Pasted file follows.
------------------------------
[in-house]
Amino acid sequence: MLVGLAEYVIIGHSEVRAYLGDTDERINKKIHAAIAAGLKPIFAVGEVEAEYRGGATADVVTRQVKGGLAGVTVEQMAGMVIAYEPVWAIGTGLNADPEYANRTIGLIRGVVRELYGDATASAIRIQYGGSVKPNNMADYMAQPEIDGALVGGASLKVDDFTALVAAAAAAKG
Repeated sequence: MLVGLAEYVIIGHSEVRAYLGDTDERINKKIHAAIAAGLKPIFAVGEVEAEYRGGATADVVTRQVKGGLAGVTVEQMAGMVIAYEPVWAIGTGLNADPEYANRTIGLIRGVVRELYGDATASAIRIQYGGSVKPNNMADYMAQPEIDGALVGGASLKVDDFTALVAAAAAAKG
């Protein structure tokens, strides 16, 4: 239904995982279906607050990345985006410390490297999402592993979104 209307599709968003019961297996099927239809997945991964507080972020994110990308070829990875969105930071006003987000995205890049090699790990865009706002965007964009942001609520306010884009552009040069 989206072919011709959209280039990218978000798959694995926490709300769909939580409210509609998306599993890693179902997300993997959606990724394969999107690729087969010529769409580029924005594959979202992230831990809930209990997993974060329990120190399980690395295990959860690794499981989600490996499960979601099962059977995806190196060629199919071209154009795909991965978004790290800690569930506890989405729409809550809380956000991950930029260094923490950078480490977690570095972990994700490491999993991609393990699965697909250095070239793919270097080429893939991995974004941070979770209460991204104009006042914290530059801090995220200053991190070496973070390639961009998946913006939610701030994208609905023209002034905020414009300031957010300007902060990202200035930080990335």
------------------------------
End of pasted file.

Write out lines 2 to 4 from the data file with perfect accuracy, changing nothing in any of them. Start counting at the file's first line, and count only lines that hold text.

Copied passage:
Amino acid sequence: MLVGLAEYVIIGHSEVRAYLGDTDERINKKIHAAIAAGLKPIFAVGEVEAEYRGGATADVVTRQVKGGLAGVTVEQMAGMVIAYEPVWAIGTGLNADPEYANRTIGLIRGVVRELYGDATASAIRIQYGGSVKPNNMADYMAQPEIDGALVGGASLKVDDFTALVAAAAAAKG
Repeated sequence: MLVGLAEYVIIGHSEVRAYLGDTDERINKKIHAAIAAGLKPIFAVGEVEAEYRGGATADVVTRQVKGGLAGVTVEQMAGMVIAYEPVWAIGTGLNADPEYANRTIGLIRGVVRELYGDATASAIRIQYGGSVKPNNMADYMAQPEIDGALVGGASLKVDDFTALVAAAAAAKG
């Protein structure tokens, strides 16, 4: 239904995982279906607050990345985006410390490297999402592993979104 209307599709968003019961297996099927239809997945991964507080972020994110990308070829990875969105930071006003987000995205890049090699790990865009706002965007964009942001609520306010884009552009040069 989206072919011709959209280039990218978000798959694995926490709300769909939580409210509609998306599993890693179902997300993997959606990724394969999107690729087969010529769409580029924005594959979202992230831990809930209990997993974060329990120190399980690395295990959860690794499981989600490996499960979601099962059977995806190196060629199919071209154009795909991965978004790290800690569930506890989405729409809550809380956000991950930029260094923490950078480490977690570095972990994700490491999993991609393990699965697909250095070239793919270097080429893939991995974004941070979770209460991204104009006042914290530059801090995220200053991190070496973070390639961009998946913006939610701030994208609905023209002034905020414009300031957010300007902060990202200035930080990335």